On 18 October, the High Court allowed the application for Judicial Review brought by the Northern Ireland Human Rights Commission, (NIHRC),  NIQB 77 and held that the eligibility criteria for adoption within Articles 14 and 15 of the Adoption (Northern Ireland) Order 1987 No 2203 (NI 22) were unjustifiably discriminatory, in breach of Articles 8 and 14 of the European Convention on Human Rights and Fundamental Freedoms.
The court also held that the guidance provided by the Department of Health, as it currently stands, clearly does not appropriately reflect the true state of the law, and in particular the judgment in Re: P  UKHL 38. This judgement was definitive in deciding that the difference in treatment created by Article 14 of the 1987 Order was unjustifiably discriminatory and represented a breach of Article 8 in conjunction with Article 14 ECHR. The court noted that in failing to clarify the true legal position of unmarried couples who wish to adopt jointly, the Department have perpetuated the breaches identified in Re P.
The NIHRC has statutory responsibility for reviewing the adequacy and effectiveness in Northern Ireland of law and practice relating to the protection of human rights. Although its locus standi was challenged, the court held that it could act on two counts: on affidavit evidence, C was a victim of an illegal act; and under s71(2b)(c) of the Justice and Security (Northern Ireland) Act 2007, the Commission had a duty to pre-empt and prevent potential human rights violations such as this.
The House of Lords judgment in Re P on 18 June 2008 reversed the ruling of the Court of Appeal in Northern Ireland and granted a declaration that it is unlawful for the Family Division of the High Court in Northern Ireland to reject the applicants for adoption as prospective adoptive parents on the ground only that they are not married. The NIHRC then entered into correspondence with the Minister of Health in 2008, essentially requesting that the Minister update the Department’s plans in line with Re P. However, no answer was received and in April, the proposed Adoption and Children Bill (which it was assumed would deal with the issues raised in Re P) was postponed indefinitely.
Subsequent correspondence with the OFM/DFM (Office of the First Minister and Deputy First Minister) in August 2010 drew the response that his role was limited to highlighting issues, but not to challenge executive decisions. Having expended all possible options, and in view of the perceived on-going human rights violations, the Commission considered that it had no option but to challenge the prevailing status quo through the instant proceedings.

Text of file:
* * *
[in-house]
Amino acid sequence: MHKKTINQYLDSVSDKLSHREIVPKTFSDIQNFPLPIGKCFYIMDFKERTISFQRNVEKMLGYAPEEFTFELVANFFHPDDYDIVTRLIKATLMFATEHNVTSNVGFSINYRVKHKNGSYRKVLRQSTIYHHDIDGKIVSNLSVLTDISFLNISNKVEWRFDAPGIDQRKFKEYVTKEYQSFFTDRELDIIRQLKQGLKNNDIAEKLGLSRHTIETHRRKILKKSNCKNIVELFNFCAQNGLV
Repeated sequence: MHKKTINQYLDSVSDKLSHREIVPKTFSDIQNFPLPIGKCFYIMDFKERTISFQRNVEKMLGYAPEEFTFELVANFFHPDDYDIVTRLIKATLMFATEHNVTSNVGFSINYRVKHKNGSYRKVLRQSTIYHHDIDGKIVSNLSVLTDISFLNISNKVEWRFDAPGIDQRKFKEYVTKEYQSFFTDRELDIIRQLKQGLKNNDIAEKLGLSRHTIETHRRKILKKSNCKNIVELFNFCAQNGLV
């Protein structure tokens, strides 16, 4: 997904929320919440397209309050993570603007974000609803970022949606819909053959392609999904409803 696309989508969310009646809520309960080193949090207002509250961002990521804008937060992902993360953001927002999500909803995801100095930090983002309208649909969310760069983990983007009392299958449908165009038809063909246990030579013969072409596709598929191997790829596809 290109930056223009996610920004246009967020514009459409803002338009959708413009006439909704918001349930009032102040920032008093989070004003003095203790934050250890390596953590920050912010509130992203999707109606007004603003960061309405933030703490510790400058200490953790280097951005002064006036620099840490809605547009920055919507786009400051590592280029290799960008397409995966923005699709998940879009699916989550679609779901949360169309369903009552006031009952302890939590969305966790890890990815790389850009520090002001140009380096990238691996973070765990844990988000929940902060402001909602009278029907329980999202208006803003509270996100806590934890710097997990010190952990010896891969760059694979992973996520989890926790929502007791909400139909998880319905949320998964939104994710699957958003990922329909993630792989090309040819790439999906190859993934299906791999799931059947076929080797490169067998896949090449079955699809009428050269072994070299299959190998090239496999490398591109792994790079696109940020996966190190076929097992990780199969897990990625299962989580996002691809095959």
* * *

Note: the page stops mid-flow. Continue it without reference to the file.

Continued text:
During the institution of these proceedings, NIHRC was contacted by C who informed them [at para. 15] of the fact that if she and her partner entered a civil partnership,
‘not only could [she and her] partner . . . not even apply to be considered for adoption as a couple, but that should [they] enter a Civil Partnership, neither of [them] can ever adopt, either as a couple or as individuals’.
The court summed up the position, stating [at para.68] that despite the House of Lords ruling in Re P that the status of being unmarried should not act as a bar to applying to adopt, under the current law in Northern Ireland, the only circumstances in which one can adopt are:
a. If you are a married couple, you can only adopt as a couple;
b. If you are an unmarried person, you can only adopt as an individual;
c. Therefore, if you are an unmarried person, you are not eligible to adopt as a couple. This is the state of affairs which was addressed in Re P and ruled unlawful and it is contended here that the ruling in Re P has not been effectively implemented with the effect that there remains an impermissible bar to applying to adopt if you are an unmarried couple.
d. If you are an unmarried person who has entered a Civil Partnership, you may not apply to adopt either as an individual or as a couple.
The court stated [at para. 79] that:
‘couples who have entered a civil partnership who enjoy all these legal rights should be even more capable of assuaging these concerns than other unmarried couples. In respect of gay and lesbian couples either in or hoping to enter a civil partnership, such as C in these proceedings, their Art 8 rights are also affected in relation to the effect of the eligibility criteria on their right to choose to enter into a civil partnership…
The present legislation essentially entails that a gay or lesbian person must choose between being eligible to adopt, or affirming their relationship in public via a civil partnership ceremony. In pursuance of public expression of their commitment to one another they lose the legal opportunity that they had previously enjoyed. Thus Article 8/Article 14 are clearly engaged on all of the grounds above.’
The court could find no rational basis [at para.80] for the respondent’s contention that the current eligibility criteria serve the best interests of the child, stating [at para.81] that
‘It cannot be in the best interests of a child to deny that child of the full benefits of having two fully legal adoptive parents.’
It is reported, here, that the court’s decision was broadly welcomed by most of the political parties, but that the Health Minister has announced his intention ‘to urgently appeal’ the judgement, stating
‘This judicial review has already delayed plans to introduce a new Adoption and Children Bill in the Assembly and I fear that this will lead to further delay’.